by John Hawkins | December 2, 2005 3:33 pm
Question: “How about the notion of replacing liberal Republican Senators with conservative Republicans via the primary elections? It’s a great idea but doesn’t seem to happen. So I’m wondering why doesn’t it happen?” — bertd
Answer: Incumbent Senators have numerous enormous advantages over their challengers. They have high name recognition, find it easier to get press, are better at fund raising, and because of franking privileges, they can promote themselves to their constituents on the taxpayer’s dime.
So, most intraparty challengers are going to figure beating an incumbent is just too high of a mountain to climb. But, consider what happens if they decide to give it a go:
* Because the incumbent Senator is such a heavy favorite and is likely to defeat any challengers, the local Republican establishment will back him. So if a challenger decides to run, all local Republican heavies will try to steer him away from running and the challenger will hear things like: “We couldn’t support you if you ran against the Senator, so why don’t you wait two years and run for Lt. Governor? We’d be happy to back you then.”
* Local businesses and important community leaders may have already received favors from the sitting Senator, think he’s likely to win again, and may even prefer the guy already in office because the more seniority you have in Congress, the more influence you gain. So again, they’re going to probably back the incumbent.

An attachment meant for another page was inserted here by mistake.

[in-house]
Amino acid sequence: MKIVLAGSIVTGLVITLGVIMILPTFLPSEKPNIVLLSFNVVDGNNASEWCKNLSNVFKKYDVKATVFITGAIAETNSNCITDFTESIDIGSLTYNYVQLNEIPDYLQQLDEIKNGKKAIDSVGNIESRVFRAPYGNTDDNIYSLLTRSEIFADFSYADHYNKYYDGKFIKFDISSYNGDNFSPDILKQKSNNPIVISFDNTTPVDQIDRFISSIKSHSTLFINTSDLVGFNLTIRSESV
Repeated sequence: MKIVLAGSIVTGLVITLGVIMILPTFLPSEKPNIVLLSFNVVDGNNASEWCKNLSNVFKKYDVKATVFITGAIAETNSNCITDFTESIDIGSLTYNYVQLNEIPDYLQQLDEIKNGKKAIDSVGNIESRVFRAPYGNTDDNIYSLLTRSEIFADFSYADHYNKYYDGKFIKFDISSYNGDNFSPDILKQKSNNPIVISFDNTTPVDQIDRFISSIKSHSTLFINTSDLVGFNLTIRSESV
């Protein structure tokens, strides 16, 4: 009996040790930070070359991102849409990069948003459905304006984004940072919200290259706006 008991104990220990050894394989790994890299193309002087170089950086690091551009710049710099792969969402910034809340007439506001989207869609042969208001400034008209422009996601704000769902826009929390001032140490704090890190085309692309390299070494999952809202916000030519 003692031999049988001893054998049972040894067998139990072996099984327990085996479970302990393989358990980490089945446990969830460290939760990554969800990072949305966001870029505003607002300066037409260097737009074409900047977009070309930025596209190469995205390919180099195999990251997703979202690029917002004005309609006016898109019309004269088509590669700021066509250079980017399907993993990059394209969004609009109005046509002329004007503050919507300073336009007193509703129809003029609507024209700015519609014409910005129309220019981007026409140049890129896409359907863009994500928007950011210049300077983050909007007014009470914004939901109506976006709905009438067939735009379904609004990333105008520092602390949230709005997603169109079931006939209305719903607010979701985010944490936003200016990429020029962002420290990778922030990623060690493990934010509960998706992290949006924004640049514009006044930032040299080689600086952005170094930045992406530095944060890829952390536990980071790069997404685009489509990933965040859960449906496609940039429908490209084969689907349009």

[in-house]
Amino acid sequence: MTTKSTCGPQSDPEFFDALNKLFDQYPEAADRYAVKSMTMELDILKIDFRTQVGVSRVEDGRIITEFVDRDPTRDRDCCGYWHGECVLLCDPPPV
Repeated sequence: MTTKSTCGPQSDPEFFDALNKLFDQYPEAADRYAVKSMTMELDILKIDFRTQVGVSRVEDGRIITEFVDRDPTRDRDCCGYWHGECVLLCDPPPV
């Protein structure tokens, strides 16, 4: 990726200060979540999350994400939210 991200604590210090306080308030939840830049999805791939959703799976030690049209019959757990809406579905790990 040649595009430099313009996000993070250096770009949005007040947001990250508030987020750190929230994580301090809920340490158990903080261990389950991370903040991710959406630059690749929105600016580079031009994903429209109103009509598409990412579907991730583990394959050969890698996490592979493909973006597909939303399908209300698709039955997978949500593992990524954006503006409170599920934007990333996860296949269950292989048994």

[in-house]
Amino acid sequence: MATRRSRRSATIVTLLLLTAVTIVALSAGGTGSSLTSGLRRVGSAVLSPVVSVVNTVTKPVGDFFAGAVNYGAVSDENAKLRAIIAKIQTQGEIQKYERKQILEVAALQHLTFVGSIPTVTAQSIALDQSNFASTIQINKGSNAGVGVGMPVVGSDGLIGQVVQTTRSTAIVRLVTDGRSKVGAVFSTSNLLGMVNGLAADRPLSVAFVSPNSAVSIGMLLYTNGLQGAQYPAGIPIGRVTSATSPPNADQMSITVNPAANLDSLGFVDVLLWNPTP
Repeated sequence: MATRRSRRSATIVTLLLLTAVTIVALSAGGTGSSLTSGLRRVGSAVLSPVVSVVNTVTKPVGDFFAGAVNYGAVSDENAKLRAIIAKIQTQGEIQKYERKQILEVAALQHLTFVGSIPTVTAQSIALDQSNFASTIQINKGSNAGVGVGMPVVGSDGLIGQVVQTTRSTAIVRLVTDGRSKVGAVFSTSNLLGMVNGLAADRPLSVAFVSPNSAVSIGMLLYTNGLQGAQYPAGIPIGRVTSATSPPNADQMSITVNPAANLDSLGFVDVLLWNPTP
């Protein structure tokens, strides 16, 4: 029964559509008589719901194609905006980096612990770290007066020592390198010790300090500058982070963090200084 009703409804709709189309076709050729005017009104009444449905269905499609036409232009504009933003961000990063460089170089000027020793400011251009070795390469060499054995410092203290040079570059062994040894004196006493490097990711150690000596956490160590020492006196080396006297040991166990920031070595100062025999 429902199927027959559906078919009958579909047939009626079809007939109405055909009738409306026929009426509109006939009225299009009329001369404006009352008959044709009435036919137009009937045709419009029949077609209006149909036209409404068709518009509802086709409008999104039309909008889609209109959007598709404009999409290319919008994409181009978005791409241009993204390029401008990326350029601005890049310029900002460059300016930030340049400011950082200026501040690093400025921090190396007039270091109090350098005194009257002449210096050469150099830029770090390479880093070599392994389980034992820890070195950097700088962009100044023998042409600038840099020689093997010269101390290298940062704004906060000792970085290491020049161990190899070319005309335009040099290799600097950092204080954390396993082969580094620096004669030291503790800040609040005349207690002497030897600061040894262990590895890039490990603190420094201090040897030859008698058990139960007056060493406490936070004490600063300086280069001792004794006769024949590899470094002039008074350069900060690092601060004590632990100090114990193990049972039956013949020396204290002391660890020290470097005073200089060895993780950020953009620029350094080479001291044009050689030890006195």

* After all that, let’s say a strong challenger still decides to run. Well, then the Republican establishment — which will almost always back a RINO with a 90% chance of winning over a conservative with a 50% chance of winning — will really start working on the challenger.
Pat Toomey was giving Arlen Specter all he could handle in 2004 and then what happens? President Bush, Rick Santorum, and the National Republican Senatorial Committee all came out for Specter and he just edged out Toomey, a real conservative who would have had a decent shot of winning, in the primary.
This time around, the NRSC (which is an advertiser at RWN by the way) is actually running attack ads against moderate Republican Steve Laffey, who’s taking on Lincoln Chafee, the most liberal Senator in Congress, in the Rhode Island primaries (Here’s some free advice for the NRSC: If you’re wondering why your fund raising stinks, defending RINOs against more conservative Republicans has undoubtedly cost you a lot of donations).
Put it all together and you can see why there are so few credible Republican challengers who are willing to take on Republican incumbents.
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